A Perfect Storm: Technology, Information and Intelligence Come Together in Crisis Response System

REDMOND, Wash., March 7, 2007 — Managing the Gulf of Mexico’s deep water oil fields is every bit as complicated as it sounds. A vast network of pipelines and facilities crisscross the region. Worldwide fluctuations in supply and demand affect business decisions. Thousands of workers live all along the Gulf and trade weeklong shifts on production platforms miles out to sea.

BP’s geographic interface provides a clear view of how weather, currents and other factors are affecting the company’s people and assets in the Gulf.

And as anyone who’s worked at sea knows, the most dramatic variable of all is Mother Nature. Fluctuations in currents, weather systems and of course, hurricane season play havoc on a deep water oil rig and the crews who work aboard the giant platforms, not to mention the boats, helicopters, pipelines and communication systems that service the structures.

After the devastation wrought by hurricanes Katrina and Rita in 2005, oil companies around the Gulf started looking for ways to more effectively manage major disasters across the oil fields there.

“With Katrina and Rita, we saw a massive impact as to how those kinds of events can affect our people,” says Steve Fortune, information management director for the Gulf of Mexico Deep Water Unit with BP oil and gas supermajor. “We need to make sure our people are safe. That’s absolutely paramount to how we run our business. At the same time, we also have to care for our facilities in deep water.”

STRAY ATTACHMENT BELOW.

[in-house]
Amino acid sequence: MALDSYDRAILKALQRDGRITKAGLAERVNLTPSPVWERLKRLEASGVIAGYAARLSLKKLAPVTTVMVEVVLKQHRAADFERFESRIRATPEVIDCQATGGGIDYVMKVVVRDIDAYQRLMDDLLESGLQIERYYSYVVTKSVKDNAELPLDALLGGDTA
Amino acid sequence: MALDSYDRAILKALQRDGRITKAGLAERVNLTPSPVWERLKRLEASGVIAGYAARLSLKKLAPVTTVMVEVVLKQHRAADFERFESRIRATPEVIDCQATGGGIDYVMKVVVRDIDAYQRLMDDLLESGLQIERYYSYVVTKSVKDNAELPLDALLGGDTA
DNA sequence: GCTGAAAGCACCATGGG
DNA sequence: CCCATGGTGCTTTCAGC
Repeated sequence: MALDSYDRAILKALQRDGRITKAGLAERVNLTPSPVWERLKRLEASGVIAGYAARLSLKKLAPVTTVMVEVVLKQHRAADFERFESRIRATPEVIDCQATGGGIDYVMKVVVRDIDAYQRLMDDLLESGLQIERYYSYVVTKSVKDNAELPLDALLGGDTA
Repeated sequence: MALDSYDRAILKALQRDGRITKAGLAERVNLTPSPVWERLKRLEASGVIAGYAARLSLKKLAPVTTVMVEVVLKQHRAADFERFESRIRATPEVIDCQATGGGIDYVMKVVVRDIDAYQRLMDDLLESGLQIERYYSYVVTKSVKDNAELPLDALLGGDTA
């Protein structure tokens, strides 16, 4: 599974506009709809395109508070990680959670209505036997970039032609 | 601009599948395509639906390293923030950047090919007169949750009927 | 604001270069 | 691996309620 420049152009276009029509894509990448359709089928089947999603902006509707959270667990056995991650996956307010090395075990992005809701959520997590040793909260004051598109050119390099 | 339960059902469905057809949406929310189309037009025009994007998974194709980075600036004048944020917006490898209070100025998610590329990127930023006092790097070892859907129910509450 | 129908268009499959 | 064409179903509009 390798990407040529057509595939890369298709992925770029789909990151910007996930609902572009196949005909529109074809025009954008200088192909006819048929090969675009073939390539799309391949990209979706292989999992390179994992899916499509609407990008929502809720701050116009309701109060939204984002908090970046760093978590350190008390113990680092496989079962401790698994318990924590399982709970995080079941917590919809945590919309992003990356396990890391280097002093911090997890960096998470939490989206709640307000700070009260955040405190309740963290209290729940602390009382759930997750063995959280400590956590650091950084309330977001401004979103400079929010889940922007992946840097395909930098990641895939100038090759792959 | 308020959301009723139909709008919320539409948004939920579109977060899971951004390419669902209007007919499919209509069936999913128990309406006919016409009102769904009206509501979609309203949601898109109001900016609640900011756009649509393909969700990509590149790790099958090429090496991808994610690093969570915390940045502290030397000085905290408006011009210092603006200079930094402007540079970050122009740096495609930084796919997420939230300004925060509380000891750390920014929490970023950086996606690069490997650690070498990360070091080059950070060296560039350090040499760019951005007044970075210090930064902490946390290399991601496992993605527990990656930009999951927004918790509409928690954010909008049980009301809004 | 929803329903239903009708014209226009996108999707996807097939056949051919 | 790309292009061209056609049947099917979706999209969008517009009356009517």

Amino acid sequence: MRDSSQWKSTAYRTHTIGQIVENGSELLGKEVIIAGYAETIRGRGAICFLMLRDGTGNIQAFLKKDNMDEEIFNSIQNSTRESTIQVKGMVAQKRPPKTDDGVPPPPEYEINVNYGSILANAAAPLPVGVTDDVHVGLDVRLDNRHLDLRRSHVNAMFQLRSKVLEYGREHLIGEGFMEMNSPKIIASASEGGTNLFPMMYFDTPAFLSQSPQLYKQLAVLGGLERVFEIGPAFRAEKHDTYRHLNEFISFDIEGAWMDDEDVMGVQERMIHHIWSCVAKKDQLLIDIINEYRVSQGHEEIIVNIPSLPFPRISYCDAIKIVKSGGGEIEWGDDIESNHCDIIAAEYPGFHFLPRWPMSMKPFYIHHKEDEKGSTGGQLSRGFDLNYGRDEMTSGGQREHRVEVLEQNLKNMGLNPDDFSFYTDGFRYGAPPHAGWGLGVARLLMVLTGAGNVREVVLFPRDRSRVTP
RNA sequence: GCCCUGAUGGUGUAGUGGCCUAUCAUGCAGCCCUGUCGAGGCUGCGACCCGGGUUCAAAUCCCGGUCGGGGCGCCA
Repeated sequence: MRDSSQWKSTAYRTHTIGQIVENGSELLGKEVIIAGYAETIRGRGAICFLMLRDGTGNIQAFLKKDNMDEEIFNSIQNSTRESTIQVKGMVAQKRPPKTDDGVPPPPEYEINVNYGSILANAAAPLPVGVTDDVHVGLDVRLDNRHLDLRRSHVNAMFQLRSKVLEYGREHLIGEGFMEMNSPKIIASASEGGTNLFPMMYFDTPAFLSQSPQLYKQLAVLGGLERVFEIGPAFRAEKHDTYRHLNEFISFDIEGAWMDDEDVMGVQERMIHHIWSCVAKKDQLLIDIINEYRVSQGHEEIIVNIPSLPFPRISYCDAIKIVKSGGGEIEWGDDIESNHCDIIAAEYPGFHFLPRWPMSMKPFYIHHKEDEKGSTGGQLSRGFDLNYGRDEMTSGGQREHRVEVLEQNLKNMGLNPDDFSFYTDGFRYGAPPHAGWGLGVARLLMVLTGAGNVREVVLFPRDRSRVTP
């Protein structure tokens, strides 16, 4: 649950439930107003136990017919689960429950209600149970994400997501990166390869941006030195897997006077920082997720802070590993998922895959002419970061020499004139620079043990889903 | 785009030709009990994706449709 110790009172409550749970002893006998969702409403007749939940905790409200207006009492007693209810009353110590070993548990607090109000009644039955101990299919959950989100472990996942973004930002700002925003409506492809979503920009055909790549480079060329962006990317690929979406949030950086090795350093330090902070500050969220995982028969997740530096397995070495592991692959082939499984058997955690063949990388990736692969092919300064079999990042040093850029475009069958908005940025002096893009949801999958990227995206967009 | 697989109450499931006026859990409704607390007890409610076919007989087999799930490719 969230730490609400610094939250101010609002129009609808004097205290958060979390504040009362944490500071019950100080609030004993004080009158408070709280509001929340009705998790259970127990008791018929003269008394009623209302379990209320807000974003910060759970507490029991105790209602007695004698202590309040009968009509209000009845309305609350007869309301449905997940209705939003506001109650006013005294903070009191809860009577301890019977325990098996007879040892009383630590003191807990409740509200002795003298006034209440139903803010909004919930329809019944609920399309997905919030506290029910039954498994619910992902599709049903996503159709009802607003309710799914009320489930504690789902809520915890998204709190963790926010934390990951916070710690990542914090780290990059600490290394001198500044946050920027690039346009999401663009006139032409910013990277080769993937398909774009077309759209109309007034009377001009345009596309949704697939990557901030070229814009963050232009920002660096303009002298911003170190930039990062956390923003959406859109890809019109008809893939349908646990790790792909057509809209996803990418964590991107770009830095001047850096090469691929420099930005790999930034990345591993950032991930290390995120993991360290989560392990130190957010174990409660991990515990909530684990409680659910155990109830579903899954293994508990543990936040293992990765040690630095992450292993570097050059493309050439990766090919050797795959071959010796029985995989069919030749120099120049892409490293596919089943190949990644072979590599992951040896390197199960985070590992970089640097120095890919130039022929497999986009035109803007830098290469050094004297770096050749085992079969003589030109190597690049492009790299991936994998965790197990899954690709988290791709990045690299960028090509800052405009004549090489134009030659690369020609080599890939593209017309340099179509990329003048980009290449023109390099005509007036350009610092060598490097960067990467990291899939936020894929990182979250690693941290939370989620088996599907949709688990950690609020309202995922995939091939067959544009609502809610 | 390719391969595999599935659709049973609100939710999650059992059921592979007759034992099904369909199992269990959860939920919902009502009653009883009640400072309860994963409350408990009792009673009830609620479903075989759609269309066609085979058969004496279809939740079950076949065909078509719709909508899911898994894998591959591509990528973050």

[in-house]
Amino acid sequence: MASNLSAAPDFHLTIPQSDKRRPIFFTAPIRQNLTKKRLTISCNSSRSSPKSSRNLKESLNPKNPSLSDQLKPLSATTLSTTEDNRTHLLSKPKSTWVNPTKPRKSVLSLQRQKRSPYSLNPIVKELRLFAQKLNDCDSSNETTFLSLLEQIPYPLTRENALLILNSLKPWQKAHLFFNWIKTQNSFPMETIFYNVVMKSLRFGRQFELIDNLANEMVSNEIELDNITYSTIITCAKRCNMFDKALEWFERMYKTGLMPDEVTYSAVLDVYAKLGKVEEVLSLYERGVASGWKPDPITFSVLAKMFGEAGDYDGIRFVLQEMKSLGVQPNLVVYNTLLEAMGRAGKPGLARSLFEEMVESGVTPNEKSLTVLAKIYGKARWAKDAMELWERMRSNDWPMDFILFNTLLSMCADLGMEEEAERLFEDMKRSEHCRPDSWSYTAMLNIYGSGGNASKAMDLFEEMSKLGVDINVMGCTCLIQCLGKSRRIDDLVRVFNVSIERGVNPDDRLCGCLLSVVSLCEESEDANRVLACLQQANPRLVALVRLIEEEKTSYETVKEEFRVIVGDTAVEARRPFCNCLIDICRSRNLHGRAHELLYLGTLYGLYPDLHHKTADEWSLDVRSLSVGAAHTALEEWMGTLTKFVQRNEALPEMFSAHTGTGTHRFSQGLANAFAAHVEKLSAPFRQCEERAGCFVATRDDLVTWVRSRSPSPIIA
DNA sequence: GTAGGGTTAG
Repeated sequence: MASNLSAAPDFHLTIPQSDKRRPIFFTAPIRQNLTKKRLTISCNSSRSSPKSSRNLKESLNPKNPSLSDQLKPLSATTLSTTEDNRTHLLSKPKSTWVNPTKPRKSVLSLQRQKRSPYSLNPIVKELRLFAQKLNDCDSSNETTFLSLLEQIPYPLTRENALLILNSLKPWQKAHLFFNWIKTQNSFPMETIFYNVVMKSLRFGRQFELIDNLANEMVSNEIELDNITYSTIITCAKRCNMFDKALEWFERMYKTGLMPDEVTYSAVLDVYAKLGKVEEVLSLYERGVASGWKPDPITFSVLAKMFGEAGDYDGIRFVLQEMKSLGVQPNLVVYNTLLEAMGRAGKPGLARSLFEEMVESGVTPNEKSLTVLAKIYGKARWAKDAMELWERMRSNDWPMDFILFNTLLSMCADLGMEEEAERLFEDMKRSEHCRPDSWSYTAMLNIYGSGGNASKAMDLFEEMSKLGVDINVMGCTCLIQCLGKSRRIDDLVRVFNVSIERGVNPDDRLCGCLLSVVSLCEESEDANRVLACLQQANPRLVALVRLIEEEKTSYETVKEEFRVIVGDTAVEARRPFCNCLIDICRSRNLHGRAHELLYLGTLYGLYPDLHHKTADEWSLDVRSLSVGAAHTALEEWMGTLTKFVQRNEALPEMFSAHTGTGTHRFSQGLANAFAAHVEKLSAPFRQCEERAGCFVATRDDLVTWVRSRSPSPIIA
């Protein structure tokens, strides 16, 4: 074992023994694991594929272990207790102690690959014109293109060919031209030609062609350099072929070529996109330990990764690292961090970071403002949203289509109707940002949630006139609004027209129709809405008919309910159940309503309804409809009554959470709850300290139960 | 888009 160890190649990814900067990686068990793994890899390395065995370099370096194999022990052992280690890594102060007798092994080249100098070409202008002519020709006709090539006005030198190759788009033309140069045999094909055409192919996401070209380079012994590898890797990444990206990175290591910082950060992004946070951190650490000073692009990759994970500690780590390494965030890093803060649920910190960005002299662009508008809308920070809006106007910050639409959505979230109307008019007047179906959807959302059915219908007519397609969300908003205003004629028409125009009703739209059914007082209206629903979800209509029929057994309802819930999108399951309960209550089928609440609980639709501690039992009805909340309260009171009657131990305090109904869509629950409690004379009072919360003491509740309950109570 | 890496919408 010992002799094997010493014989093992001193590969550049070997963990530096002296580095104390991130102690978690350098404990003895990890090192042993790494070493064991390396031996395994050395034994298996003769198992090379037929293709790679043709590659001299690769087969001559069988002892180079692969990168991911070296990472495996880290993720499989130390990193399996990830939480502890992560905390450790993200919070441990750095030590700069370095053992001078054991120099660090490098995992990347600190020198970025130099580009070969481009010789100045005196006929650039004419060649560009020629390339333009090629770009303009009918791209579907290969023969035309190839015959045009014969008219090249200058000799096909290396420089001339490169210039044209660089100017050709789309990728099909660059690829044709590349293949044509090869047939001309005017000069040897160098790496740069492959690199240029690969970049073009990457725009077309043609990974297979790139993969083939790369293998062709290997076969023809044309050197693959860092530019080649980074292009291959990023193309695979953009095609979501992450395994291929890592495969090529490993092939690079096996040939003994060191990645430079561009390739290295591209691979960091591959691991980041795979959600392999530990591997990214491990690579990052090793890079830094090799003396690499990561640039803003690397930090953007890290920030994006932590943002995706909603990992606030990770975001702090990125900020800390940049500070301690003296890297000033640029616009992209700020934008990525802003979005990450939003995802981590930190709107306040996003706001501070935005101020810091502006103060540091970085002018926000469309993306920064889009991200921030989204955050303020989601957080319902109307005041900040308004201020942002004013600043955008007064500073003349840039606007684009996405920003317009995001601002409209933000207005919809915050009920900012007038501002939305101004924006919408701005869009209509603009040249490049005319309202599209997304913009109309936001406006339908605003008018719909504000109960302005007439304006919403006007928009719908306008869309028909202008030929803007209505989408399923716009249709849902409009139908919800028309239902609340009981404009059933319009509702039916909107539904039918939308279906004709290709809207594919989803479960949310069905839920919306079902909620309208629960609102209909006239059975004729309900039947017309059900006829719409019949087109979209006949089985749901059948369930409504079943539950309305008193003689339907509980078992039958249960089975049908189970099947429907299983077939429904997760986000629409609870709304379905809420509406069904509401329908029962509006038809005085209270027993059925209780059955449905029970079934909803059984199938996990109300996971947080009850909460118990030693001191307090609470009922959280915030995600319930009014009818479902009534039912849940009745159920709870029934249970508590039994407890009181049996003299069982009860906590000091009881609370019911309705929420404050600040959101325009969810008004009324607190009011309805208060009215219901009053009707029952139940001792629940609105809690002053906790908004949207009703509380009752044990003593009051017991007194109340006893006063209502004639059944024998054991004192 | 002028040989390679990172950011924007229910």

With the help of Microsoft products and an innovative third-party technology, BP was able to create a futuristic solution that gives decision makers a holistic picture of what’s happening across eight platforms the company operates in the deep-water continental shelf of the Gulf of Mexico.

“The before state is that everybody is working with separate information systems, operating in silos,” says Marise Mikulis, global energy industry manager at Microsoft. “The after state is where we’ve unified all this data and displayed it through a rich visualization, so everyone easily understands and is on the same page. This is how information becomes intelligence.”